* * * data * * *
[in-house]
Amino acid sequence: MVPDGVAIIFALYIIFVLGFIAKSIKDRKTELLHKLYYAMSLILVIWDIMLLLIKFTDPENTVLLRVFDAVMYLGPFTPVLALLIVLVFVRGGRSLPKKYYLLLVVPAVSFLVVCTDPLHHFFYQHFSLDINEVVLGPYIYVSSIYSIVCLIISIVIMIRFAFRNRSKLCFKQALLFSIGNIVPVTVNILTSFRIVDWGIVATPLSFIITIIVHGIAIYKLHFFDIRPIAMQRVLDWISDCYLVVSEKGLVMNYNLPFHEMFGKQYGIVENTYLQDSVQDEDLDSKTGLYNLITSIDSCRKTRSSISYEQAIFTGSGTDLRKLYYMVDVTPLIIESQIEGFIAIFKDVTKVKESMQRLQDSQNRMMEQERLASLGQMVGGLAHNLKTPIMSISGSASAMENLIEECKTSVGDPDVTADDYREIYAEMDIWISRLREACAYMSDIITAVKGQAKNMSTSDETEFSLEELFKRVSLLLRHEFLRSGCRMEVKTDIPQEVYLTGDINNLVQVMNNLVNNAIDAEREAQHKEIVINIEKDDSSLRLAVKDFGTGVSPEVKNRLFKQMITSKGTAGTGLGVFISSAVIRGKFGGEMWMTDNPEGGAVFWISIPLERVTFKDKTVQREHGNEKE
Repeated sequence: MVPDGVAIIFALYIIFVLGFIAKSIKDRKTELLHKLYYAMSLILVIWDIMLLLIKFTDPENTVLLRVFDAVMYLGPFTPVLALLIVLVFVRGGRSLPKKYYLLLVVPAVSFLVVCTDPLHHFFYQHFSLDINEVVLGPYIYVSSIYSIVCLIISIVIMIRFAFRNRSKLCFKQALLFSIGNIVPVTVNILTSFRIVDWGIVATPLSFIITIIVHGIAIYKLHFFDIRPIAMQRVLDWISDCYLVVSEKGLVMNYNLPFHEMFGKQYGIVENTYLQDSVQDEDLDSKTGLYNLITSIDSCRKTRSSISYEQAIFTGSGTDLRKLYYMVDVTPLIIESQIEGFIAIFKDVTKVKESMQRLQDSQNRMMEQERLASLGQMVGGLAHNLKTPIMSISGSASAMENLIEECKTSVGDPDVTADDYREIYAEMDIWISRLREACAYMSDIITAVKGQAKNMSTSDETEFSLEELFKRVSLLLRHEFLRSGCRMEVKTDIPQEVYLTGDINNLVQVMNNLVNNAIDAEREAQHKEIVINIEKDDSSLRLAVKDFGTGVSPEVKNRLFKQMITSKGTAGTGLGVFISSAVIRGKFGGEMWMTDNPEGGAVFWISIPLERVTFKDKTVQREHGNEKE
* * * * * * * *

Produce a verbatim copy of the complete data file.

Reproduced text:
[in-house]
Amino acid sequence: MVPDGVAIIFALYIIFVLGFIAKSIKDRKTELLHKLYYAMSLILVIWDIMLLLIKFTDPENTVLLRVFDAVMYLGPFTPVLALLIVLVFVRGGRSLPKKYYLLLVVPAVSFLVVCTDPLHHFFYQHFSLDINEVVLGPYIYVSSIYSIVCLIISIVIMIRFAFRNRSKLCFKQALLFSIGNIVPVTVNILTSFRIVDWGIVATPLSFIITIIVHGIAIYKLHFFDIRPIAMQRVLDWISDCYLVVSEKGLVMNYNLPFHEMFGKQYGIVENTYLQDSVQDEDLDSKTGLYNLITSIDSCRKTRSSISYEQAIFTGSGTDLRKLYYMVDVTPLIIESQIEGFIAIFKDVTKVKESMQRLQDSQNRMMEQERLASLGQMVGGLAHNLKTPIMSISGSASAMENLIEECKTSVGDPDVTADDYREIYAEMDIWISRLREACAYMSDIITAVKGQAKNMSTSDETEFSLEELFKRVSLLLRHEFLRSGCRMEVKTDIPQEVYLTGDINNLVQVMNNLVNNAIDAEREAQHKEIVINIEKDDSSLRLAVKDFGTGVSPEVKNRLFKQMITSKGTAGTGLGVFISSAVIRGKFGGEMWMTDNPEGGAVFWISIPLERVTFKDKTVQREHGNEKE
Repeated sequence: MVPDGVAIIFALYIIFVLGFIAKSIKDRKTELLHKLYYAMSLILVIWDIMLLLIKFTDPENTVLLRVFDAVMYLGPFTPVLALLIVLVFVRGGRSLPKKYYLLLVVPAVSFLVVCTDPLHHFFYQHFSLDINEVVLGPYIYVSSIYSIVCLIISIVIMIRFAFRNRSKLCFKQALLFSIGNIVPVTVNILTSFRIVDWGIVATPLSFIITIIVHGIAIYKLHFFDIRPIAMQRVLDWISDCYLVVSEKGLVMNYNLPFHEMFGKQYGIVENTYLQDSVQDEDLDSKTGLYNLITSIDSCRKTRSSISYEQAIFTGSGTDLRKLYYMVDVTPLIIESQIEGFIAIFKDVTKVKESMQRLQDSQNRMMEQERLASLGQMVGGLAHNLKTPIMSISGSASAMENLIEECKTSVGDPDVTADDYREIYAEMDIWISRLREACAYMSDIITAVKGQAKNMSTSDETEFSLEELFKRVSLLLRHEFLRSGCRMEVKTDIPQEVYLTGDINNLVQVMNNLVNNAIDAEREAQHKEIVINIEKDDSSLRLAVKDFGTGVSPEVKNRLFKQMITSKGTAGTGLGVFISSAVIRGKFGGEMWMTDNPEGGAVFWISIPLERVTFKDKTVQREHGNEKE